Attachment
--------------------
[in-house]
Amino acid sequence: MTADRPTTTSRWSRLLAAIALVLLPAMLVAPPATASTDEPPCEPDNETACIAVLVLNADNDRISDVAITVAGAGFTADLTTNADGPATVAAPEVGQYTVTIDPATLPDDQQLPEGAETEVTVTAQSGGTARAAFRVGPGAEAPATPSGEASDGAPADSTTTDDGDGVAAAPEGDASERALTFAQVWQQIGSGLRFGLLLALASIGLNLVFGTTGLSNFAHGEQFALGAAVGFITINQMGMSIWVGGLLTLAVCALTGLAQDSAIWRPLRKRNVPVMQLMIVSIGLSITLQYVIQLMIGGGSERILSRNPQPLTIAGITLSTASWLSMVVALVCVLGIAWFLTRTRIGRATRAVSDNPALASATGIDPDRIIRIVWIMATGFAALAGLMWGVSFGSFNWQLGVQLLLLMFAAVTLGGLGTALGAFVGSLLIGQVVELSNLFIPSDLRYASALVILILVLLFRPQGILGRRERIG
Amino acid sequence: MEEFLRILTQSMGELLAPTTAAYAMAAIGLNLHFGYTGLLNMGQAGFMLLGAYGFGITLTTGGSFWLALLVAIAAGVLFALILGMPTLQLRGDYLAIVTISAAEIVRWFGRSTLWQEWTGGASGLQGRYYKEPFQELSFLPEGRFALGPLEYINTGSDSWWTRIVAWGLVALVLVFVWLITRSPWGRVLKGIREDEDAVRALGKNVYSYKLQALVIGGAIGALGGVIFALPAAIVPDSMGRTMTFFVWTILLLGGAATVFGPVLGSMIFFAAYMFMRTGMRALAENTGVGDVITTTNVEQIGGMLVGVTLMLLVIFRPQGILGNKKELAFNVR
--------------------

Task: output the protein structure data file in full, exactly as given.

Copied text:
[in-house]
Amino acid sequence: MTADRPTTTSRWSRLLAAIALVLLPAMLVAPPATASTDEPPCEPDNETACIAVLVLNADNDRISDVAITVAGAGFTADLTTNADGPATVAAPEVGQYTVTIDPATLPDDQQLPEGAETEVTVTAQSGGTARAAFRVGPGAEAPATPSGEASDGAPADSTTTDDGDGVAAAPEGDASERALTFAQVWQQIGSGLRFGLLLALASIGLNLVFGTTGLSNFAHGEQFALGAAVGFITINQMGMSIWVGGLLTLAVCALTGLAQDSAIWRPLRKRNVPVMQLMIVSIGLSITLQYVIQLMIGGGSERILSRNPQPLTIAGITLSTASWLSMVVALVCVLGIAWFLTRTRIGRATRAVSDNPALASATGIDPDRIIRIVWIMATGFAALAGLMWGVSFGSFNWQLGVQLLLLMFAAVTLGGLGTALGAFVGSLLIGQVVELSNLFIPSDLRYASALVILILVLLFRPQGILGRRERIG
Amino acid sequence: MEEFLRILTQSMGELLAPTTAAYAMAAIGLNLHFGYTGLLNMGQAGFMLLGAYGFGITLTTGGSFWLALLVAIAAGVLFALILGMPTLQLRGDYLAIVTISAAEIVRWFGRSTLWQEWTGGASGLQGRYYKEPFQELSFLPEGRFALGPLEYINTGSDSWWTRIVAWGLVALVLVFVWLITRSPWGRVLKGIREDEDAVRALGKNVYSYKLQALVIGGAIGALGGVIFALPAAIVPDSMGRTMTFFVWTILLLGGAATVFGPVLGSMIFFAAYMFMRTGMRALAENTGVGDVITTTNVEQIGGMLVGVTLMLLVIFRPQGILGNKKELAFNVR